By NEIL HARTNELL
Tribune Business Editor
THE Bahamas yesterday achieved a "fairly substantial" milestone by becoming the first Caribbean country outside Jamaica to establish an in-country, internationally recognised certification course for renewable energy installation, via a partnership that also involves BTVI.
The Government-funded Bahamas Technical and Vocational Institute (BTVI) will host a specialist laboratory that will facilitate the training of Bahamians in the installation, and maintenance, of solar photovoltaic (PV) system.
The training operation will be run via a partnership between the Jamaica-based Vector Technology Institute and Alternative Power Sources (Bahamas), a Bahamian renewable energy provider, the goal being to 'Bahamianise' and train a Bahamian labour force that will support the expansion of this nation's fledgling renewable energy industry.
Guilden Gilbert, vice-president of Alternative Power Sources (Bahamas), said: "Our goal as a company is to have a 100 per cent Bahamian workforce, and the only way to do that is to have a trained workforce. The goal for us is to create an educated workforce, and from that hopefully we will create employment."
Alternative Power Sources also has operations in Bermuda and Jamaica, the latter nation being where it first partnered with the Vector Technology Institute to develop certified renewable energy training courses that were internationally recognised.
Mr Gilbert added that Alternative Power Sources was installing solar street and garden lighting in a 1,000-home development in Jamaica, and would also seek to provide funds for apprenticeship-type training programmes in the Bahamas as the demand for solar PV systems grew.
"I think it's fairly substantial," Mr Gilbert said of the Bahamas partnership between Alternative Power Sources (Bahamas) and Vector Technology Institute. "This is the first time outside Jamaica. I'm not aware of any other regional jurisdiction that has an in-country certified training course."
This, Mr Gilbert added, would enable Bahamian technicians to avoid the extra costs and travel associated with going abroad for training. The BTVI-based course, he said, would qualify Bahamians as Certified PV Installers with internationally-recognised certification from the Electronic Technicians Association.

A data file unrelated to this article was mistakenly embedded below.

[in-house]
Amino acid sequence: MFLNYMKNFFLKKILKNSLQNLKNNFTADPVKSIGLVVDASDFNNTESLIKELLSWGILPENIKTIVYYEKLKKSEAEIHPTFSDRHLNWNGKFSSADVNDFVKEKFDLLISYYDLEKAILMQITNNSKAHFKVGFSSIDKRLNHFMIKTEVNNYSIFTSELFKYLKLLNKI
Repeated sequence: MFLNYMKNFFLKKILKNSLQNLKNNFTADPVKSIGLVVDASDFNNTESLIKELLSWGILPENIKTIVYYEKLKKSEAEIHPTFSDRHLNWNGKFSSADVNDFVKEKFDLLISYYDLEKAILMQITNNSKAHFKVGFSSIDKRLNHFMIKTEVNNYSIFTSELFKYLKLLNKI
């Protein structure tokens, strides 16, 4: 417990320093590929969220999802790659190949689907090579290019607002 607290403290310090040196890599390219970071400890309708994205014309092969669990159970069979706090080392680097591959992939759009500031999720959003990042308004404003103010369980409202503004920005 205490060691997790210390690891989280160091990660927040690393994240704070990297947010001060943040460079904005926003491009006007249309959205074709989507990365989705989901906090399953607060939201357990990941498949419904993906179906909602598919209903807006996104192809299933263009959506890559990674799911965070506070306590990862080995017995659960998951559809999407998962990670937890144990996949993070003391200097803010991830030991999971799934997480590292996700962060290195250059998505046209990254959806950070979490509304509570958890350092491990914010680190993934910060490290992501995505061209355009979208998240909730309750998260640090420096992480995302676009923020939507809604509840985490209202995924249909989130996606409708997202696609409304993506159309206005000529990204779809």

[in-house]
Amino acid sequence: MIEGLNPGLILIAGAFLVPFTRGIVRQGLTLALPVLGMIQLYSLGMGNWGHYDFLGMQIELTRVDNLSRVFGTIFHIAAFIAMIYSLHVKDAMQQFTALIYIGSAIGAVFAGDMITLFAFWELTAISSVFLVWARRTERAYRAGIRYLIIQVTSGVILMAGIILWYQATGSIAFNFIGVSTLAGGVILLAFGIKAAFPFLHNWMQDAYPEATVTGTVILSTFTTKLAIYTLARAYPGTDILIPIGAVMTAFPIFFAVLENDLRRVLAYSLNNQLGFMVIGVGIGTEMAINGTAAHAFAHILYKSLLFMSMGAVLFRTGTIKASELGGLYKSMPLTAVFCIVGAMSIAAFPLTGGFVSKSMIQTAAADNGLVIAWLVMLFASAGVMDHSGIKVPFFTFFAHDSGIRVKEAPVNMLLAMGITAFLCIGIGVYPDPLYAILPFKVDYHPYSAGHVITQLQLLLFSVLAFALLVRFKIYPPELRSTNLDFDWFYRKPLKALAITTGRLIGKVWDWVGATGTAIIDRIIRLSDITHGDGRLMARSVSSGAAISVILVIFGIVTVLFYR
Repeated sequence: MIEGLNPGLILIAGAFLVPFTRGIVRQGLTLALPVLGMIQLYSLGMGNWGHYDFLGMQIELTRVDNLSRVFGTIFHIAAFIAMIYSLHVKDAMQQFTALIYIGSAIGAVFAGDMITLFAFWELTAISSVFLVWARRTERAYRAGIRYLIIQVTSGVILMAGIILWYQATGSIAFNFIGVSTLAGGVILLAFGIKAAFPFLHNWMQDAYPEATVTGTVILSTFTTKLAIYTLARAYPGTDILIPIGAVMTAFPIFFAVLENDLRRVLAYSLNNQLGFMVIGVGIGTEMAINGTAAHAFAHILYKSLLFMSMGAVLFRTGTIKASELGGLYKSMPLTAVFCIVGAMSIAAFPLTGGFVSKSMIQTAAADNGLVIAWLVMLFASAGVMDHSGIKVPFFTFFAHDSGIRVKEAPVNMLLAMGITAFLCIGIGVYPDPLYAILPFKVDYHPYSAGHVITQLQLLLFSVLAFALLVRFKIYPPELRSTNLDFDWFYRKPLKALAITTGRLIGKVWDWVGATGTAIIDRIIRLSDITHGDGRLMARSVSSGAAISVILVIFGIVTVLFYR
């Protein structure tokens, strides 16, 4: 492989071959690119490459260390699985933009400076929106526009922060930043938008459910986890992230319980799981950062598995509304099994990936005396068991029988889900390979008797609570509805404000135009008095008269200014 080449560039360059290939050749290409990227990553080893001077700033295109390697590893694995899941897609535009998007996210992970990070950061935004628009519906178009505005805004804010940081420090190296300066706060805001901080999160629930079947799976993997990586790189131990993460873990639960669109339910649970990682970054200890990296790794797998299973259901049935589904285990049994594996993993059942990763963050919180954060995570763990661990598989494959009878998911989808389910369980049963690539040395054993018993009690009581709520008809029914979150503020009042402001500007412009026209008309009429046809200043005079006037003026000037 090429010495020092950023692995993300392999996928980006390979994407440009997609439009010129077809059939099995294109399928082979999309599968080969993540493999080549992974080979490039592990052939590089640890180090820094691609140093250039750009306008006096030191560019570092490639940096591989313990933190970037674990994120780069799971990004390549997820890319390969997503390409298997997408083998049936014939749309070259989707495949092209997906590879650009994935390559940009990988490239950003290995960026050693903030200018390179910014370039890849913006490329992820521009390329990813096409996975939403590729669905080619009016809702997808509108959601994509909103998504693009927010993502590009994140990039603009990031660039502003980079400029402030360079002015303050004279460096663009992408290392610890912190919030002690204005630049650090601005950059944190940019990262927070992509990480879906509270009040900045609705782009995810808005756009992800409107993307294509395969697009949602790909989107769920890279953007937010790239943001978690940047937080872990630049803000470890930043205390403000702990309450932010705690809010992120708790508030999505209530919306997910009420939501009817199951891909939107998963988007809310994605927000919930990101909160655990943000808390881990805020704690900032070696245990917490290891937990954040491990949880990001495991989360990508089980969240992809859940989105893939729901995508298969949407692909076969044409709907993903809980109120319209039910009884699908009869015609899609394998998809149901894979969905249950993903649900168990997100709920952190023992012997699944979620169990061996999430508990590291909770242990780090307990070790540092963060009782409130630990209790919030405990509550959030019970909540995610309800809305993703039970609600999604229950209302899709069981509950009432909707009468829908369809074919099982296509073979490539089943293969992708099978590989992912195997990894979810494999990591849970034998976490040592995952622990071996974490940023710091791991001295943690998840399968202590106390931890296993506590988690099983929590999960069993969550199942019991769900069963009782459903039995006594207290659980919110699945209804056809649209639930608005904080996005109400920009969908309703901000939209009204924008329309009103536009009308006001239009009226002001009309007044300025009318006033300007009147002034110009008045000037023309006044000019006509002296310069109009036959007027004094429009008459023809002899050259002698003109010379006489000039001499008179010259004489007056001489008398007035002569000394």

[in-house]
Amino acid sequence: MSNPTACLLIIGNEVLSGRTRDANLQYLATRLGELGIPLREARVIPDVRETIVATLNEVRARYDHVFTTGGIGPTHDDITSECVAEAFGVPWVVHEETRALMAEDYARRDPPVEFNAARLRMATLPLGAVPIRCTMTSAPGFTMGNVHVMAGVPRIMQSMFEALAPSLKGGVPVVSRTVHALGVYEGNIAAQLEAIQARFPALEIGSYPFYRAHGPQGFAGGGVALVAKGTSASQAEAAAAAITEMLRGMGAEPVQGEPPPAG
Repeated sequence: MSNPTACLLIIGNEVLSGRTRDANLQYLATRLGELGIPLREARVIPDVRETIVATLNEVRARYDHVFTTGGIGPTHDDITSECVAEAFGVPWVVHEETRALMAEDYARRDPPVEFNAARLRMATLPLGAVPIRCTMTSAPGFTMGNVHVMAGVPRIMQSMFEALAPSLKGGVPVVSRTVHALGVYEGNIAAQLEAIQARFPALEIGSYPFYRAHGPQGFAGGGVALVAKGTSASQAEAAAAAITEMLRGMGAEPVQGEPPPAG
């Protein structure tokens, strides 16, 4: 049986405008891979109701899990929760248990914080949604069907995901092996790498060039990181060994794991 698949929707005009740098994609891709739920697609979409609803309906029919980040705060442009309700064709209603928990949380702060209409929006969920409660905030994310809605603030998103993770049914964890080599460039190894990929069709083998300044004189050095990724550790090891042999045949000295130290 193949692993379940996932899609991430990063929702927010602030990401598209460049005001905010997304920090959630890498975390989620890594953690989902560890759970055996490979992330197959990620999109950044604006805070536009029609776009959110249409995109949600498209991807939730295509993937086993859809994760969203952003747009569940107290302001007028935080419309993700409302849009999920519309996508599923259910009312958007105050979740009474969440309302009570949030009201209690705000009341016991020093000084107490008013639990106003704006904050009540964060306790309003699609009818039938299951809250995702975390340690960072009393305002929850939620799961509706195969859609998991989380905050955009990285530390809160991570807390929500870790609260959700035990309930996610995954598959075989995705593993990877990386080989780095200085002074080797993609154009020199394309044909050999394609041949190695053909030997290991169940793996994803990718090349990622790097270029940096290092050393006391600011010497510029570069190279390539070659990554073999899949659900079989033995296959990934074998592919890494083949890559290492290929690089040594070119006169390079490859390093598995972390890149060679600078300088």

Dr Iva Dahl, BTVI's manager, said the solar PV training programme would enable Bahamians to "become qualified in the installation and maintenance of solar systems".
Training would cover both the theoretical and practical issues of solar PV installation, she added, and the Vector Technology Institute and Alternative Power Sources (Bahamas), through their existing collaboration in Jamaica, were "bringing that model to the Bahamas".
Dr Wayde Marr, the Vector Technology Institute's executive chairman, said its Alternative Power Sources (Bahamas) partner would establish a laboratory at BTVI where the practical training would be held. It is due to be set-up in time for the 2012-2013 educational year begin.
He explained that it was a short-term course, lasting 40 hours only, because it was targeted at the likes of electricians, plumbers and roofing installers - professional tradesmen who were either qualified, or knew about, electrical installation.
"It's a professional development course for persons interested in widening their horizons, and going into solar installation and maintenance," Dr Marr said.
Dr Dahl added that while the solar PV course had yet to be widely marketed, it had attracted interest from participants on BTVI's existing solar technology course. The aim, she added, was to keep the solar PV class sizes small.
Emphasising the importance of renewable energy to the Bahamas' economic future, Dr Marr added: "Our over-reliance on fossil fuels is one issue that governments all around the world are having to face.
"We're looking at a depleting resource, and a fairly unstable resource in terms pricing...... We have this renewable which is abundant. The sun shines on the Bahamas day in, day out. All countries are looking at sustainability."
Dr Marr said embracing renewable energy was vital not just for countries to achieve a comparative advantage, but comparative "parity".
Mr Gilbert, meanwhile, added that the Ministry of Works preferred to have certified installers and licensed electricians working with solar water heater and solar PV systems.
Some 19 solar water heaters had been installed in homes in the Ardastra Gardens subdivision as part of an Inter-American Development Bank (IDB) funded project. Alternative Power Sources (Bahamas) had provided the initial training for the contractors and plumbers who installed them.